The objective of the Paris Agreement is to limit global warming to well below 2ºC, and to pursue efforts to limit the temperature increase to 1.5ºC. The IPCC Fifth Assessment Report quantified the global “carbon budget”, that is the amount of carbon dioxide that we can emit while still having a likely chance of limiting global temperature rise to 2 degrees Celsius above pre-industrial levels.
The exact size of the carbon budget cannot be specified with high confidence since it depends on many uncertain factors, including emission pathways for non-CO2 climate forcers. This said, the remaining budgets for the 1.5ºC and 2ºC targets have been estimated at about 200 and 800 Gt of CO2 . With unchanged present emissions at about 40 Gt CO2/year these budgets would be exhausted in as few as 5 and 20 years, respectively. Consequently, most of the IPCC emission scenarios able to meet the global two-degree target require overshooting the carbon budget at first and then remove the excess carbon with large negative emissions, typically on the order of 400‑800 Gt CO2 up to 2100.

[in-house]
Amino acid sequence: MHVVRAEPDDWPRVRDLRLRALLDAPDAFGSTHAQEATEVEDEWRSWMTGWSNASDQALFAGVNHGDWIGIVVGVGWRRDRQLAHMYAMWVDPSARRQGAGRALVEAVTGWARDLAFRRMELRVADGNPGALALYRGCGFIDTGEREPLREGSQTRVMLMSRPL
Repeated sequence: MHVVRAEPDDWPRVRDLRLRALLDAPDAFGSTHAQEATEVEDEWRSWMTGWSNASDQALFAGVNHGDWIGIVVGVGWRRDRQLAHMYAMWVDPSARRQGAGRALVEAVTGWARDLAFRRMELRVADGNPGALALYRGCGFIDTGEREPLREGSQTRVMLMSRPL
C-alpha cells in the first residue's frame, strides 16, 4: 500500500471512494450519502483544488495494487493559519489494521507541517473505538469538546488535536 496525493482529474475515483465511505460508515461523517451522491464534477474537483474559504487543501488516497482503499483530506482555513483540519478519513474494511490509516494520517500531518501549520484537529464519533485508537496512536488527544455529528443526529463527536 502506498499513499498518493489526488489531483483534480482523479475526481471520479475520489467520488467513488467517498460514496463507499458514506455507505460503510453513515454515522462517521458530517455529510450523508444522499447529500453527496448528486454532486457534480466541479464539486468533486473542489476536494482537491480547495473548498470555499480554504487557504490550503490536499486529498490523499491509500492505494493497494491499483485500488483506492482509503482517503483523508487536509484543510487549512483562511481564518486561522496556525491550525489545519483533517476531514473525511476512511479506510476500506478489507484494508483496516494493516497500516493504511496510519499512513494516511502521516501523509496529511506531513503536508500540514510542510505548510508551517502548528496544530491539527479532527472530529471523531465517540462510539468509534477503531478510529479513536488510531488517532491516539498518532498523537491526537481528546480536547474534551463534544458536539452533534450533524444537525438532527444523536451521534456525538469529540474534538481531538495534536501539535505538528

At the same time as negative emissions appear to be indispensable to meet climate targets decided, the large future negative emissions assumed in climate models have been questioned and warnings have been raised about relying on very large and uncertain negative emissions in the future. With the future climate at stake, a deeper and fuller understanding of the various aspects of negative emissions is needed.
The purpose of the conference is to bring together a wide range of scientists, experts and stakeholders, in order to engage in various aspects of research relating to negative CO2 emissions. This will include various negative emission technologies, climate modelling, climate policies and incentives.